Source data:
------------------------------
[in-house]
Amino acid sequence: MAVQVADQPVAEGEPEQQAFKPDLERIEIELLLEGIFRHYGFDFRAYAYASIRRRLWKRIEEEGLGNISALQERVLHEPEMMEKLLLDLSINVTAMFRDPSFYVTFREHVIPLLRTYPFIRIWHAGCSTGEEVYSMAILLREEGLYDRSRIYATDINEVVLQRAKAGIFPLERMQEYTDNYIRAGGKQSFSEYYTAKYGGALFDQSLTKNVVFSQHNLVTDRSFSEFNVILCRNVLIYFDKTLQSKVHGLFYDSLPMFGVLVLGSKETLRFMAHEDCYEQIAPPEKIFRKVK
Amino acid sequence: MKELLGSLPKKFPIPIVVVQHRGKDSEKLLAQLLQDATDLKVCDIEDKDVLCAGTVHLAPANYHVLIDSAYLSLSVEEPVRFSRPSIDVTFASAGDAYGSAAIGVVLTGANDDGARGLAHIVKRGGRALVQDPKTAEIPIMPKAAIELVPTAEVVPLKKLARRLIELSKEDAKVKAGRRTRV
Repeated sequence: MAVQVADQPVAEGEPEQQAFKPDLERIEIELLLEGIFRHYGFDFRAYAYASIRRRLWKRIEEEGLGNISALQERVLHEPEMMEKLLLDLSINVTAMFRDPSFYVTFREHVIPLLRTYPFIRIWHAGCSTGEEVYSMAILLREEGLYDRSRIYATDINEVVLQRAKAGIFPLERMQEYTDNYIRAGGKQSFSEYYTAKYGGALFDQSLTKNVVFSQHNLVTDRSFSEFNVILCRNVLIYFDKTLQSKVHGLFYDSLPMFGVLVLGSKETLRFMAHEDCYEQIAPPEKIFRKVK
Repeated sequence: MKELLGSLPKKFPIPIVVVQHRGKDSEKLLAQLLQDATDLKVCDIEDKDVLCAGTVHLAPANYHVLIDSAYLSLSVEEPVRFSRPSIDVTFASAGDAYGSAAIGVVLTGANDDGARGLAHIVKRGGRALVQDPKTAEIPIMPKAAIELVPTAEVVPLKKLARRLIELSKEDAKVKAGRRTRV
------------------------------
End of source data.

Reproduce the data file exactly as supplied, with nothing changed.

[in-house]
Amino acid sequence: MAVQVADQPVAEGEPEQQAFKPDLERIEIELLLEGIFRHYGFDFRAYAYASIRRRLWKRIEEEGLGNISALQERVLHEPEMMEKLLLDLSINVTAMFRDPSFYVTFREHVIPLLRTYPFIRIWHAGCSTGEEVYSMAILLREEGLYDRSRIYATDINEVVLQRAKAGIFPLERMQEYTDNYIRAGGKQSFSEYYTAKYGGALFDQSLTKNVVFSQHNLVTDRSFSEFNVILCRNVLIYFDKTLQSKVHGLFYDSLPMFGVLVLGSKETLRFMAHEDCYEQIAPPEKIFRKVK
Amino acid sequence: MKELLGSLPKKFPIPIVVVQHRGKDSEKLLAQLLQDATDLKVCDIEDKDVLCAGTVHLAPANYHVLIDSAYLSLSVEEPVRFSRPSIDVTFASAGDAYGSAAIGVVLTGANDDGARGLAHIVKRGGRALVQDPKTAEIPIMPKAAIELVPTAEVVPLKKLARRLIELSKEDAKVKAGRRTRV
Repeated sequence: MAVQVADQPVAEGEPEQQAFKPDLERIEIELLLEGIFRHYGFDFRAYAYASIRRRLWKRIEEEGLGNISALQERVLHEPEMMEKLLLDLSINVTAMFRDPSFYVTFREHVIPLLRTYPFIRIWHAGCSTGEEVYSMAILLREEGLYDRSRIYATDINEVVLQRAKAGIFPLERMQEYTDNYIRAGGKQSFSEYYTAKYGGALFDQSLTKNVVFSQHNLVTDRSFSEFNVILCRNVLIYFDKTLQSKVHGLFYDSLPMFGVLVLGSKETLRFMAHEDCYEQIAPPEKIFRKVK
Repeated sequence: MKELLGSLPKKFPIPIVVVQHRGKDSEKLLAQLLQDATDLKVCDIEDKDVLCAGTVHLAPANYHVLIDSAYLSLSVEEPVRFSRPSIDVTFASAGDAYGSAAIGVVLTGANDDGARGLAHIVKRGGRALVQDPKTAEIPIMPKAAIELVPTAEVVPLKKLARRLIELSKEDAKVKAGRRTRV